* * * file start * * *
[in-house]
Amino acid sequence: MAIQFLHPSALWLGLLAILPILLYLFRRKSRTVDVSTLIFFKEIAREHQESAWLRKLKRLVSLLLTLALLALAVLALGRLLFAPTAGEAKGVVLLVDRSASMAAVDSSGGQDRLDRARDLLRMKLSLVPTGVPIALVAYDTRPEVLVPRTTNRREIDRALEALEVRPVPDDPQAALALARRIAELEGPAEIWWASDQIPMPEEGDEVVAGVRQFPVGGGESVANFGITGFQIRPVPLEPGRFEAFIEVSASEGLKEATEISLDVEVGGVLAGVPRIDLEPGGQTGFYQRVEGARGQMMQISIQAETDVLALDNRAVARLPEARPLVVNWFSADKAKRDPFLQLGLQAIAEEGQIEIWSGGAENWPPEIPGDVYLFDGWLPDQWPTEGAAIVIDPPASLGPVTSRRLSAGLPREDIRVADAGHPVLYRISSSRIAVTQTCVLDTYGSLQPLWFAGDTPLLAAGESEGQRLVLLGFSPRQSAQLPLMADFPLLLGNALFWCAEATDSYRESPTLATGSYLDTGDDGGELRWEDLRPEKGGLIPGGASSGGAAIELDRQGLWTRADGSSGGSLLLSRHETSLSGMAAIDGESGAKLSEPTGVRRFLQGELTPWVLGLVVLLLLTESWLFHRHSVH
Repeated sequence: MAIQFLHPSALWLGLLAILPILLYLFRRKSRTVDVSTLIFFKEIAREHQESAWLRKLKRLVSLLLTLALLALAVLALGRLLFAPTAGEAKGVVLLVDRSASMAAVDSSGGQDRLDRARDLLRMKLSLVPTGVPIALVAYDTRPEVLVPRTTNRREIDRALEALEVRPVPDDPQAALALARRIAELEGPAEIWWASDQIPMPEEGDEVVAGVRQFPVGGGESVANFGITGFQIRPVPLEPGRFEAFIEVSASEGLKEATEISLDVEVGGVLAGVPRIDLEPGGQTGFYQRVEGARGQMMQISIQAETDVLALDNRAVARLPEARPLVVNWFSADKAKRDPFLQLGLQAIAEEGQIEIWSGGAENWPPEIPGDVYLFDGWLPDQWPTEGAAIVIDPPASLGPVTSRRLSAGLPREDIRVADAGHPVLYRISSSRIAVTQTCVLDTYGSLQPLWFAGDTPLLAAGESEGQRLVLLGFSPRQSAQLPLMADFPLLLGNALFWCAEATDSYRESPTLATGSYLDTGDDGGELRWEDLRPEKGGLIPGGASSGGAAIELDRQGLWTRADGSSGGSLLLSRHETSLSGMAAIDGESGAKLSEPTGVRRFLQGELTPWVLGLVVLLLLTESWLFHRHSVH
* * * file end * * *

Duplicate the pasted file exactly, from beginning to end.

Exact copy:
[in-house]
Amino acid sequence: MAIQFLHPSALWLGLLAILPILLYLFRRKSRTVDVSTLIFFKEIAREHQESAWLRKLKRLVSLLLTLALLALAVLALGRLLFAPTAGEAKGVVLLVDRSASMAAVDSSGGQDRLDRARDLLRMKLSLVPTGVPIALVAYDTRPEVLVPRTTNRREIDRALEALEVRPVPDDPQAALALARRIAELEGPAEIWWASDQIPMPEEGDEVVAGVRQFPVGGGESVANFGITGFQIRPVPLEPGRFEAFIEVSASEGLKEATEISLDVEVGGVLAGVPRIDLEPGGQTGFYQRVEGARGQMMQISIQAETDVLALDNRAVARLPEARPLVVNWFSADKAKRDPFLQLGLQAIAEEGQIEIWSGGAENWPPEIPGDVYLFDGWLPDQWPTEGAAIVIDPPASLGPVTSRRLSAGLPREDIRVADAGHPVLYRISSSRIAVTQTCVLDTYGSLQPLWFAGDTPLLAAGESEGQRLVLLGFSPRQSAQLPLMADFPLLLGNALFWCAEATDSYRESPTLATGSYLDTGDDGGELRWEDLRPEKGGLIPGGASSGGAAIELDRQGLWTRADGSSGGSLLLSRHETSLSGMAAIDGESGAKLSEPTGVRRFLQGELTPWVLGLVVLLLLTESWLFHRHSVH
Repeated sequence: MAIQFLHPSALWLGLLAILPILLYLFRRKSRTVDVSTLIFFKEIAREHQESAWLRKLKRLVSLLLTLALLALAVLALGRLLFAPTAGEAKGVVLLVDRSASMAAVDSSGGQDRLDRARDLLRMKLSLVPTGVPIALVAYDTRPEVLVPRTTNRREIDRALEALEVRPVPDDPQAALALARRIAELEGPAEIWWASDQIPMPEEGDEVVAGVRQFPVGGGESVANFGITGFQIRPVPLEPGRFEAFIEVSASEGLKEATEISLDVEVGGVLAGVPRIDLEPGGQTGFYQRVEGARGQMMQISIQAETDVLALDNRAVARLPEARPLVVNWFSADKAKRDPFLQLGLQAIAEEGQIEIWSGGAENWPPEIPGDVYLFDGWLPDQWPTEGAAIVIDPPASLGPVTSRRLSAGLPREDIRVADAGHPVLYRISSSRIAVTQTCVLDTYGSLQPLWFAGDTPLLAAGESEGQRLVLLGFSPRQSAQLPLMADFPLLLGNALFWCAEATDSYRESPTLATGSYLDTGDDGGELRWEDLRPEKGGLIPGGASSGGAAIELDRQGLWTRADGSSGGSLLLSRHETSLSGMAAIDGESGAKLSEPTGVRRFLQGELTPWVLGLVVLLLLTESWLFHRHSVH